I’ve spent part of most weekends for the last several months refurbishing my parents’ old house in preparation for putting it up for sale. It could have gone on the market “as-is”, but spending some time to make it more appealing to potential buyers seemed like a reasonable choice. Besides, I knew there was original oak flooring hidden behind that unattractive wall-to-wall carpeting and I was determined to see it revealed and restored.
Before I could get to the floors, however, there were 60+ years of possessions to get out of the way. My siblings and I grew up in the house, and my parents lived in it their whole married life, so there was a lot to go through. A whole lot. An appalling amount, actually. As anyone who has had to clear out another person’s house can tell you, it’s not the easiest of jobs and involves a fair amount of “I can’t believe they saved this” and” what on earth is this” kind of comments.
With the majority of the possessions out of the way – some to Goodwill, some straight to the garbage, and some relegated to a pile in the garage for “later” – it was time to tackle the carpets. If you’ve never pulled up carpets I have to say it’s kind of satisfying. Once you get a corner started, they come up pretty quickly and easily. Unfortunately, carpets are kept in place with a lot of tack strips and staples and sticky tape, which are a pain in the butt to remove. Not hard, just tedious. But the effort was worth it for a house-full of hardwood floors that were in remarkably good condition despite being covered up and ignored for as long as I can remember. With a buff and polish for the floors and a new paint job for the walls and trim the house had a whole new look. Cleared of all the clutter, the structure was revealed along with its strengths and weaknesses.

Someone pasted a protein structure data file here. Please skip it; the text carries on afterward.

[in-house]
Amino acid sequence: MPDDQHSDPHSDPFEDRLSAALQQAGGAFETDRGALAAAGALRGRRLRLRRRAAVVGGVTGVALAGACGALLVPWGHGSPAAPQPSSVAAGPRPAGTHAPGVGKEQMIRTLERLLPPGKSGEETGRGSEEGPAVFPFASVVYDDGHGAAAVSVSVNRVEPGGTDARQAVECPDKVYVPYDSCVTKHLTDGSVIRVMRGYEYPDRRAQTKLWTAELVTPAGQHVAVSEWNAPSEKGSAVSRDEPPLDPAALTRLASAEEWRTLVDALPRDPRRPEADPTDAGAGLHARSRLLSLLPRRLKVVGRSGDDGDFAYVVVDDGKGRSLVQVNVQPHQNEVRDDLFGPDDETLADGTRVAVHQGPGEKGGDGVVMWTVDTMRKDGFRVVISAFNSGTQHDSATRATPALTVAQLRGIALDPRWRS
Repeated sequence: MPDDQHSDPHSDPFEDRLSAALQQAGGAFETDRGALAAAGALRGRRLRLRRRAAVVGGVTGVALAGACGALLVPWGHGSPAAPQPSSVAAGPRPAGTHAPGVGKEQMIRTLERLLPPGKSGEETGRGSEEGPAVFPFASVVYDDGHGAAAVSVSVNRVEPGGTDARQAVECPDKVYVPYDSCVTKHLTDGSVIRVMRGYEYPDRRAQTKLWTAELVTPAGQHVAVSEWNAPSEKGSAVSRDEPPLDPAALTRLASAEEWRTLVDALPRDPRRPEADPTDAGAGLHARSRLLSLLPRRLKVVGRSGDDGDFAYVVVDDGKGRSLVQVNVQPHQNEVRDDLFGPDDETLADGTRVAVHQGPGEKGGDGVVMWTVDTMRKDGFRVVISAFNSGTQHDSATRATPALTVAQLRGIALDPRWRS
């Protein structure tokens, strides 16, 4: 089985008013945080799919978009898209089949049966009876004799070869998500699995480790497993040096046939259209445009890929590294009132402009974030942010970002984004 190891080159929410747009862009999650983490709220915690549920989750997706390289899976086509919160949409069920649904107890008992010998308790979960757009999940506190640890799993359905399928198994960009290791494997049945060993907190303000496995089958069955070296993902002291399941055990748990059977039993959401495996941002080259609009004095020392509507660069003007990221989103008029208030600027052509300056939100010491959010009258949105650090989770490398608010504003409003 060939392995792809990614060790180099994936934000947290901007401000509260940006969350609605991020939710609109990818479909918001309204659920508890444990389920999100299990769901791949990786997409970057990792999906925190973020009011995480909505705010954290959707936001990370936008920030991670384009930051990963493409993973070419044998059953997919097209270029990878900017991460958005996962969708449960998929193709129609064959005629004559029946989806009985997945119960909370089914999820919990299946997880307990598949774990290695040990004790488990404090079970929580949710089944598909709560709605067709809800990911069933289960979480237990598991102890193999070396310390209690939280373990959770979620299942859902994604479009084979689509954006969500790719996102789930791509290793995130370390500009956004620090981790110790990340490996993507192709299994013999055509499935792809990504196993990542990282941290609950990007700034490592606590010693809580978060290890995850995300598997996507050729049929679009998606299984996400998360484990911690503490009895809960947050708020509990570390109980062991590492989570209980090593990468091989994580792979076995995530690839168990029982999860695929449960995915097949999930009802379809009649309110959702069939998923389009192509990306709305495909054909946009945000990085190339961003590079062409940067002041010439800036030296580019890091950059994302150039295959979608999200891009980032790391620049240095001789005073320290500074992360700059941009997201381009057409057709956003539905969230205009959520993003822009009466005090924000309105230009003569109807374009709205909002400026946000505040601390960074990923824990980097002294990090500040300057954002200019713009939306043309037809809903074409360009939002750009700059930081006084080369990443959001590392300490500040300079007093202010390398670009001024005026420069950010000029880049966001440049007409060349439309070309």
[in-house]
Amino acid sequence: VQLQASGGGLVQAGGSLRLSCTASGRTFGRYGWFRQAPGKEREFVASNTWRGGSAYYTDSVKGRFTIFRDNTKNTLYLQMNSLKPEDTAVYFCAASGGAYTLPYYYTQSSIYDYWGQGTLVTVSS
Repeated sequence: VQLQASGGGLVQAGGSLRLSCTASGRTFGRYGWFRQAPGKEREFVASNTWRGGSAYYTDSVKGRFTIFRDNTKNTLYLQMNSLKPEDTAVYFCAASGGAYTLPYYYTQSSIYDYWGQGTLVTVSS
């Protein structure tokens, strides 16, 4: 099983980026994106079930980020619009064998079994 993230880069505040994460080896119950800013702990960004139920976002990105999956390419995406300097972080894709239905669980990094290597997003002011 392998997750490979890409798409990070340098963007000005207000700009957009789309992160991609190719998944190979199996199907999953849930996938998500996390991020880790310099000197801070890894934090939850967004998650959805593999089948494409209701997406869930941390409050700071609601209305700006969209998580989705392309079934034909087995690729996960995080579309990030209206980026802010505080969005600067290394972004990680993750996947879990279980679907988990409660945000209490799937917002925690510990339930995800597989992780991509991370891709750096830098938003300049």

My story is undergoing a similar refurbishment. Instead of looking to for hardwood floors, however, I’m striping it down to the bare-bones to get a better understanding of my heroine’s goals and motivation. I’ve always had a good feel for her personality and what her long-term end goal is, but I found I needed a more nuanced understanding in order to establish a satisfying career arc for her and to strengthen the conflict in the story. I needed to peel back the layers of the story and get to the basic foundation so I could clearly articulate why she was in the story, what she wanted, and how she was going to go about it. Fortunately, I had plenty of free time while working on the house to do just that. Now I know why some of her scenes weren’t working and, better yet, how to fix them with some relatively minor adjustments. Yay!
Next week it will be time to turn my attention to refurbishing the backyard landscaping . Who knows, maybe something about the process of trimming trees, pulling weeds, and clearing out the garden shed will spark an idea to help me with my story. If nothing else, it will give me plenty of thinking time.
So, what non-writing activities provide you with story thinking time?